• Our business needs to grow, not just survive, and we need to invest time and money to learn, interact with people who have achieved what we want to achieve and discover the practices that will allow us to grow through difficult times.

So what does it mean in practical terms?

  • Set up a separate business account
  • Set up a separate paypal account
  • Decide on the salary amount and pay the same amount consistently (start low).
  • Develop a budget for your business.
  • Know how much money it takes to run your business.
  • Know the difference between overhead expenses, payroll expenses and investment.

I’ve prepared a sheet for you with business categories that you can use as a template for your business. You may not have all the categories yet, but you will have the major ones.



Step 3: Plan and Track.

Assessment shows us where we are. If we don’t know where we are, we can’t journey to the place we want to be.

That’s why we need to do 2 important things:

  • Track our finances
  • Plan our finances

Tracking shows us growth patterns that we can apply for planning. It also shows the products/services that are in demand so we work smarter and focus more of our efforts on that which works instead of coming up with something brand new.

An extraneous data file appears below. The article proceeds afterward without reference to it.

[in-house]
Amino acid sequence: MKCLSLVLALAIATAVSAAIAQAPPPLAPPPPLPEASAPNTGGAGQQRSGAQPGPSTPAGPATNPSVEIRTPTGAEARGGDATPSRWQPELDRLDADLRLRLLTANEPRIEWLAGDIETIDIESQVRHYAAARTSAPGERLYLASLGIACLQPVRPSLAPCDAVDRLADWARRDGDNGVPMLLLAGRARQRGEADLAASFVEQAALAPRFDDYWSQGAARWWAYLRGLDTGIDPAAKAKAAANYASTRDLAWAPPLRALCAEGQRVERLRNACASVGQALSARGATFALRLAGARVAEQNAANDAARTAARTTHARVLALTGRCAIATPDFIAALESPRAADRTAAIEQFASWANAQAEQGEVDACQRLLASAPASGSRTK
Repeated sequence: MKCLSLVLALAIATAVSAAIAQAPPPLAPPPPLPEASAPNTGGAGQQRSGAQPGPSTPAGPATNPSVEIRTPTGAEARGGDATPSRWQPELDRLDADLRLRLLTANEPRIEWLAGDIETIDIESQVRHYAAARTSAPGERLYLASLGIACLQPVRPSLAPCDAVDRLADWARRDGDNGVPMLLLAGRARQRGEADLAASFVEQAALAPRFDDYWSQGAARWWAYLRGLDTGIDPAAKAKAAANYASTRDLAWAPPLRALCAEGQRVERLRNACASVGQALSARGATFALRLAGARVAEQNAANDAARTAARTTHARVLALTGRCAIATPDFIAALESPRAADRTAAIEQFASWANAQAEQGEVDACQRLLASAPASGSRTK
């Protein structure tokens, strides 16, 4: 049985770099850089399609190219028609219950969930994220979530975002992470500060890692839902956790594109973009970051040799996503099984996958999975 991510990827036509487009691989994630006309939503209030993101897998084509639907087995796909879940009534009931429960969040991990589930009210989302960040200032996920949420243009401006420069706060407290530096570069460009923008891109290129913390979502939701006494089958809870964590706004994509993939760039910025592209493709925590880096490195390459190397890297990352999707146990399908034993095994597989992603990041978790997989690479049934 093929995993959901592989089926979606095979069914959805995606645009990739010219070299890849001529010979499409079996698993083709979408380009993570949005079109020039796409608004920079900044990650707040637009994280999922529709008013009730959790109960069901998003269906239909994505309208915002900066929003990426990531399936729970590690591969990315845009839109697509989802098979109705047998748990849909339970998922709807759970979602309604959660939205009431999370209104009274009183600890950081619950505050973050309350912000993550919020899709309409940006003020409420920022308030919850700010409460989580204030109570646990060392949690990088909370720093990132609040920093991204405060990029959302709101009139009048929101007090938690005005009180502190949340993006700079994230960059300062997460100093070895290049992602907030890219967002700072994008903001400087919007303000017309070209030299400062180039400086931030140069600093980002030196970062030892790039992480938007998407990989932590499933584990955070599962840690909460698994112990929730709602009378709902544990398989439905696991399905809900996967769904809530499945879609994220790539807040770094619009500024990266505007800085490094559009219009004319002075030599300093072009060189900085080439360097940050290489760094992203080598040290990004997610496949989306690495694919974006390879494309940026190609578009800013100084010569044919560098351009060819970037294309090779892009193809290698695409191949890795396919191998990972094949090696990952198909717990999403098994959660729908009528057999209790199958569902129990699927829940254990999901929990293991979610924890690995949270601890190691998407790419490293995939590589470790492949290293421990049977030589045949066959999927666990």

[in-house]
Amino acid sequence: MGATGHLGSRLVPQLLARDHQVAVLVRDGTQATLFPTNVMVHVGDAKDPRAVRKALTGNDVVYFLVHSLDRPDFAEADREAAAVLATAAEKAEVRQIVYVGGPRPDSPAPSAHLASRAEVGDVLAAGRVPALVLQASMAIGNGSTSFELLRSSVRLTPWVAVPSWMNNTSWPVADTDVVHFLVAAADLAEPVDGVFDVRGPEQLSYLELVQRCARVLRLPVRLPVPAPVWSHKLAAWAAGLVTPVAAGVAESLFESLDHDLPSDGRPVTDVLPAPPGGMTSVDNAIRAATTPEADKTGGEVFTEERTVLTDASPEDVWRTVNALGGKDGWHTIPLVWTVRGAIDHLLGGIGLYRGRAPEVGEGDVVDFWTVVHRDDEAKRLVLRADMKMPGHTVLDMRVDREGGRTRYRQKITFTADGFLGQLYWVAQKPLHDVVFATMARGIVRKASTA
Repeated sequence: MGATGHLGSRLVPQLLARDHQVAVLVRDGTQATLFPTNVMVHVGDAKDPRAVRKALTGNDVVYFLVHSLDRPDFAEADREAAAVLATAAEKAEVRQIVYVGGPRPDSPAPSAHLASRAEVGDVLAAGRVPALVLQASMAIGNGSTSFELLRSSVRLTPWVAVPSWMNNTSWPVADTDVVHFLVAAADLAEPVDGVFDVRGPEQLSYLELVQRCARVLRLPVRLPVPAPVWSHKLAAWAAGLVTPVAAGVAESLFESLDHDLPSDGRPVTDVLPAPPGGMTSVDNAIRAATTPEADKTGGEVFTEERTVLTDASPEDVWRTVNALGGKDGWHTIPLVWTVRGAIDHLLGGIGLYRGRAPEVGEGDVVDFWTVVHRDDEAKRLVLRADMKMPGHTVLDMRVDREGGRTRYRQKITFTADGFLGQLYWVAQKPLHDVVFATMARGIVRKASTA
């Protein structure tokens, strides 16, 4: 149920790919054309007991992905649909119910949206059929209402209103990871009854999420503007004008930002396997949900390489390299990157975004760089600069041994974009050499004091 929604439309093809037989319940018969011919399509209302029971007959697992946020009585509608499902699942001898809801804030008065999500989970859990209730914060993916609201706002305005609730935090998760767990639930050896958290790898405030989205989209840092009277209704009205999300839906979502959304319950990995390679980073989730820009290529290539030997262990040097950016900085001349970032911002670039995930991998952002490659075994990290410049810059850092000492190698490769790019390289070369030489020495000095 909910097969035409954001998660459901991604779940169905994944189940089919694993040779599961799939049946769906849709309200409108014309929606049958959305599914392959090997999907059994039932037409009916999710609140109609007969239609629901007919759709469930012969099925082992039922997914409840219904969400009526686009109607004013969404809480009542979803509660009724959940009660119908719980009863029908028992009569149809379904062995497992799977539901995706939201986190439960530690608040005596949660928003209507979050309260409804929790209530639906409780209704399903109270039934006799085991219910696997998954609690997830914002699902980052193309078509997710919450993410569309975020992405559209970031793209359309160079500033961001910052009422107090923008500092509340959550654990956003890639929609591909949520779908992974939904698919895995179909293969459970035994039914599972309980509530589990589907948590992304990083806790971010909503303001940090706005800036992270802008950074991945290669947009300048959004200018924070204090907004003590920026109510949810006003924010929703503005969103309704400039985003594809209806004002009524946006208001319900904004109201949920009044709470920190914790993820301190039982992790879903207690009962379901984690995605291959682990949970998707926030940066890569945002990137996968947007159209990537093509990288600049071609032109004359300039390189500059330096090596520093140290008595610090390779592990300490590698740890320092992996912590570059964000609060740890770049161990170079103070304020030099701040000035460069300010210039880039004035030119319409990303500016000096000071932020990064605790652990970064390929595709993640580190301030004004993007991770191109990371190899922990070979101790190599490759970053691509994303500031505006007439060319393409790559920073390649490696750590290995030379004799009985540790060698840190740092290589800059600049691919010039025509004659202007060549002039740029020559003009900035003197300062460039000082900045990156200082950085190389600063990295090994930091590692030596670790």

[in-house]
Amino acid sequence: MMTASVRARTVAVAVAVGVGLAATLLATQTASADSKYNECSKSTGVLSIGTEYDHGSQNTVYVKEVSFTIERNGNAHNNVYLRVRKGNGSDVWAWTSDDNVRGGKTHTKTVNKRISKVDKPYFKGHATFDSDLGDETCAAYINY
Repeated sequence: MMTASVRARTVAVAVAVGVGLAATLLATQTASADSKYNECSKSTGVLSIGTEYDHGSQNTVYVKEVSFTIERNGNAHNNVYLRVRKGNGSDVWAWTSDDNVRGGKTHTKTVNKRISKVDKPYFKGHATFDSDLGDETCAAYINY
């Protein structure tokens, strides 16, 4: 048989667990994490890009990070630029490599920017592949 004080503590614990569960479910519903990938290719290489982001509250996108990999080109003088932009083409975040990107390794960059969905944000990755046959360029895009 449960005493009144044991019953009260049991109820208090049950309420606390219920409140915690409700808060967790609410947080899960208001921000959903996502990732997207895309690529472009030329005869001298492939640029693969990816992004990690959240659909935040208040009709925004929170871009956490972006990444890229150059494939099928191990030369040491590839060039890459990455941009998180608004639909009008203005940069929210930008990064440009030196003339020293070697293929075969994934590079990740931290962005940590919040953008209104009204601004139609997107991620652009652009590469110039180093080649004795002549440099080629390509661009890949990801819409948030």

The tracking is no longer as scary as it used to be thanks to the software you can use (with sexy and clickable charts and graphs, see below):


fear of money management for online teachers


Here’s how I track my finances:

  1. I have a spreadsheet where I record daily sales (just for me).
  2. I have an account with QuickBooks Online that syncs my bank account and my paypal and records every transaction automatically (the link above is affiliate, and you’ll get a 30% discount for 6 months if you sign up).
  3. I use our Opted Out Planner to help me plan my month (i.e., decide what I want to focus on to make money each month, what launches and sales I want to run).

I like QuickBooks Online (aff) because it does something that would be a pain to do manually:

  • Deduct paypal fees and record them as “fees,” not “income” (which means I don’t have to pay taxes on them).
  • Automatically recognize and categorize similar recurring payments (like monthly dues and subscriptions)
  • Create any report (cash flow, profit and loss, comparative reports)
  • Make changes to a transaction by clicking on it
  • Create gorgeous graphs that show you where your money is going.

Your action steps:

  • Incorporate reflection and meditation into your daily practice. Fears should not run your life. Overcoming the imaginary threats is a mindset change that will lead to healthier money management. 
  • Join our Smart Teacher’s Library to get support and guidance for your  business. You can’t do it alone, and the Library is an affordable expense for you.
  • Create a separate “business” folder in your google drive, download and customize the following templates: a) business budget template; b) daily cash flow template.
  • Our Opted Out Planner will help you with your money management, especially when it comes to deciding what to concentrate on (getting clients, selling products, programs or services).

How do you deal with your money fears? Please share in the comments. Also, if you found this post helpful, would you please share it on your favorite social media?